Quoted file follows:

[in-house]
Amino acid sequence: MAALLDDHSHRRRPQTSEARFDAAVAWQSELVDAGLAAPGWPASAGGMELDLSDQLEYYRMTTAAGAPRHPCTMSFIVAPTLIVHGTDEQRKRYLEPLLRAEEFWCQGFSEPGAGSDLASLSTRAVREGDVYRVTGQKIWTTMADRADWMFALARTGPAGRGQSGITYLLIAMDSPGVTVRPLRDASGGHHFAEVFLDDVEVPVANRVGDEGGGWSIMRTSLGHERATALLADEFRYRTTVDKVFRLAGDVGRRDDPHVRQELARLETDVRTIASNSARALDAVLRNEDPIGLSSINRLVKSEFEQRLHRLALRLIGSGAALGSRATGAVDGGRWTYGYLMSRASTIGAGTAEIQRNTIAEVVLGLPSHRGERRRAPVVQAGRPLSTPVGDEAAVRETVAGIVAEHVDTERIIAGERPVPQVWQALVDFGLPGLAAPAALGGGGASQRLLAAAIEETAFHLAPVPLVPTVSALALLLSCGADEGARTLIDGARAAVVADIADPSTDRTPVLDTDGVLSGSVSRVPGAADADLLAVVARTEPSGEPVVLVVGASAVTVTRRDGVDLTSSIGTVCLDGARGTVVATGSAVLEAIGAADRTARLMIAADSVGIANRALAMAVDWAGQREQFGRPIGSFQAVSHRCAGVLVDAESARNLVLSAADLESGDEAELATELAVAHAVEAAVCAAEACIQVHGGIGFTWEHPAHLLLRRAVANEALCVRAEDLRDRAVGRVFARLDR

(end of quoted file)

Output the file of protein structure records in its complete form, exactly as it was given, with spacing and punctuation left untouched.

[in-house]
Amino acid sequence: MAALLDDHSHRRRPQTSEARFDAAVAWQSELVDAGLAAPGWPASAGGMELDLSDQLEYYRMTTAAGAPRHPCTMSFIVAPTLIVHGTDEQRKRYLEPLLRAEEFWCQGFSEPGAGSDLASLSTRAVREGDVYRVTGQKIWTTMADRADWMFALARTGPAGRGQSGITYLLIAMDSPGVTVRPLRDASGGHHFAEVFLDDVEVPVANRVGDEGGGWSIMRTSLGHERATALLADEFRYRTTVDKVFRLAGDVGRRDDPHVRQELARLETDVRTIASNSARALDAVLRNEDPIGLSSINRLVKSEFEQRLHRLALRLIGSGAALGSRATGAVDGGRWTYGYLMSRASTIGAGTAEIQRNTIAEVVLGLPSHRGERRRAPVVQAGRPLSTPVGDEAAVRETVAGIVAEHVDTERIIAGERPVPQVWQALVDFGLPGLAAPAALGGGGASQRLLAAAIEETAFHLAPVPLVPTVSALALLLSCGADEGARTLIDGARAAVVADIADPSTDRTPVLDTDGVLSGSVSRVPGAADADLLAVVARTEPSGEPVVLVVGASAVTVTRRDGVDLTSSIGTVCLDGARGTVVATGSAVLEAIGAADRTARLMIAADSVGIANRALAMAVDWAGQREQFGRPIGSFQAVSHRCAGVLVDAESARNLVLSAADLESGDEAELATELAVAHAVEAAVCAAEACIQVHGGIGFTWEHPAHLLLRRAVANEALCVRAEDLRDRAVGRVFARLDR